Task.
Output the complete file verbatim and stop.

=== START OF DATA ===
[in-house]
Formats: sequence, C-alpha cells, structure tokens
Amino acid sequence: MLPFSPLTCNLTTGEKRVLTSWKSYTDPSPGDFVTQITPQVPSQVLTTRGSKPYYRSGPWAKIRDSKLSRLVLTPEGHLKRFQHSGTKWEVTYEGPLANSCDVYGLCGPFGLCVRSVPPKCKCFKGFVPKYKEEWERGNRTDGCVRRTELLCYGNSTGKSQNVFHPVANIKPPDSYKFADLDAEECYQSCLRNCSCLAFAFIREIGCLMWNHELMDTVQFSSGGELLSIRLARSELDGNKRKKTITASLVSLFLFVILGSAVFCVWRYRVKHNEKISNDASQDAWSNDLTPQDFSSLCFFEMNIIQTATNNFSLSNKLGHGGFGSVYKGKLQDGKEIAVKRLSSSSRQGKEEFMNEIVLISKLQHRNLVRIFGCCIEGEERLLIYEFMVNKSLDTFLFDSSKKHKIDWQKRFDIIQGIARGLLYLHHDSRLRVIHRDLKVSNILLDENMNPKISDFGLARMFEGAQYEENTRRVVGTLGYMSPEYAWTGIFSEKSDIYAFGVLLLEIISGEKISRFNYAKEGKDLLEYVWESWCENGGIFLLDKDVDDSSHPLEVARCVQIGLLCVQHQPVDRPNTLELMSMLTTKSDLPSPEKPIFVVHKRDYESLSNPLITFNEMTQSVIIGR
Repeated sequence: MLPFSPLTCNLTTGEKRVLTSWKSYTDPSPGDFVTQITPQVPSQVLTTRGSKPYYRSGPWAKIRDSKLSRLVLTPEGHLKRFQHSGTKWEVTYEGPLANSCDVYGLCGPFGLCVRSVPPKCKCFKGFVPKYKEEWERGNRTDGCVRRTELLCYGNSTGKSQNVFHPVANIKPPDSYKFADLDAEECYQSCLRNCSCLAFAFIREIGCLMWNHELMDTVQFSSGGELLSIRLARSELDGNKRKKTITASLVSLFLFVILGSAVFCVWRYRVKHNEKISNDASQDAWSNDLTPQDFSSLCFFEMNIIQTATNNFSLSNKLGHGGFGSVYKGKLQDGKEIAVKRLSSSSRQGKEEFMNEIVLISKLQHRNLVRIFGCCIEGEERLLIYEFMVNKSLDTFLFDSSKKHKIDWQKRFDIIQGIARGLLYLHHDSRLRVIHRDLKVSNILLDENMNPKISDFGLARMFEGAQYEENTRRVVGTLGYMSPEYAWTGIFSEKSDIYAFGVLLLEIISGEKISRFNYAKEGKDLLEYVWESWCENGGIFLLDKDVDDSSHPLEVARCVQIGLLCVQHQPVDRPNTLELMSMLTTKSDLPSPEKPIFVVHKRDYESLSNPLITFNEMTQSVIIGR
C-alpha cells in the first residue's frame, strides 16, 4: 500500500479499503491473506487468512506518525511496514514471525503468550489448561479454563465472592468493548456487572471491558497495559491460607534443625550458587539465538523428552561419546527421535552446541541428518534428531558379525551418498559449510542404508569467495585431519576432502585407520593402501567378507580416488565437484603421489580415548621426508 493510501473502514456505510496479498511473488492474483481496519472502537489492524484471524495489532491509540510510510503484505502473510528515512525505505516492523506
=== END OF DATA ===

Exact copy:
[in-house]
Formats: sequence, C-alpha cells, structure tokens
Amino acid sequence: MLPFSPLTCNLTTGEKRVLTSWKSYTDPSPGDFVTQITPQVPSQVLTTRGSKPYYRSGPWAKIRDSKLSRLVLTPEGHLKRFQHSGTKWEVTYEGPLANSCDVYGLCGPFGLCVRSVPPKCKCFKGFVPKYKEEWERGNRTDGCVRRTELLCYGNSTGKSQNVFHPVANIKPPDSYKFADLDAEECYQSCLRNCSCLAFAFIREIGCLMWNHELMDTVQFSSGGELLSIRLARSELDGNKRKKTITASLVSLFLFVILGSAVFCVWRYRVKHNEKISNDASQDAWSNDLTPQDFSSLCFFEMNIIQTATNNFSLSNKLGHGGFGSVYKGKLQDGKEIAVKRLSSSSRQGKEEFMNEIVLISKLQHRNLVRIFGCCIEGEERLLIYEFMVNKSLDTFLFDSSKKHKIDWQKRFDIIQGIARGLLYLHHDSRLRVIHRDLKVSNILLDENMNPKISDFGLARMFEGAQYEENTRRVVGTLGYMSPEYAWTGIFSEKSDIYAFGVLLLEIISGEKISRFNYAKEGKDLLEYVWESWCENGGIFLLDKDVDDSSHPLEVARCVQIGLLCVQHQPVDRPNTLELMSMLTTKSDLPSPEKPIFVVHKRDYESLSNPLITFNEMTQSVIIGR
Repeated sequence: MLPFSPLTCNLTTGEKRVLTSWKSYTDPSPGDFVTQITPQVPSQVLTTRGSKPYYRSGPWAKIRDSKLSRLVLTPEGHLKRFQHSGTKWEVTYEGPLANSCDVYGLCGPFGLCVRSVPPKCKCFKGFVPKYKEEWERGNRTDGCVRRTELLCYGNSTGKSQNVFHPVANIKPPDSYKFADLDAEECYQSCLRNCSCLAFAFIREIGCLMWNHELMDTVQFSSGGELLSIRLARSELDGNKRKKTITASLVSLFLFVILGSAVFCVWRYRVKHNEKISNDASQDAWSNDLTPQDFSSLCFFEMNIIQTATNNFSLSNKLGHGGFGSVYKGKLQDGKEIAVKRLSSSSRQGKEEFMNEIVLISKLQHRNLVRIFGCCIEGEERLLIYEFMVNKSLDTFLFDSSKKHKIDWQKRFDIIQGIARGLLYLHHDSRLRVIHRDLKVSNILLDENMNPKISDFGLARMFEGAQYEENTRRVVGTLGYMSPEYAWTGIFSEKSDIYAFGVLLLEIISGEKISRFNYAKEGKDLLEYVWESWCENGGIFLLDKDVDDSSHPLEVARCVQIGLLCVQHQPVDRPNTLELMSMLTTKSDLPSPEKPIFVVHKRDYESLSNPLITFNEMTQSVIIGR
C-alpha cells in the first residue's frame, strides 16, 4: 500500500479499503491473506487468512506518525511496514514471525503468550489448561479454563465472592468493548456487572471491558497495559491460607534443625550458587539465538523428552561419546527421535552446541541428518534428531558379525551418498559449510542404508569467495585431519576432502585407520593402501567378507580416488565437484603421489580415548621426508 493510501473502514456505510496479498511473488492474483481496519472502537489492524484471524495489532491509540510510510503484505502473510528515512525505505516492523506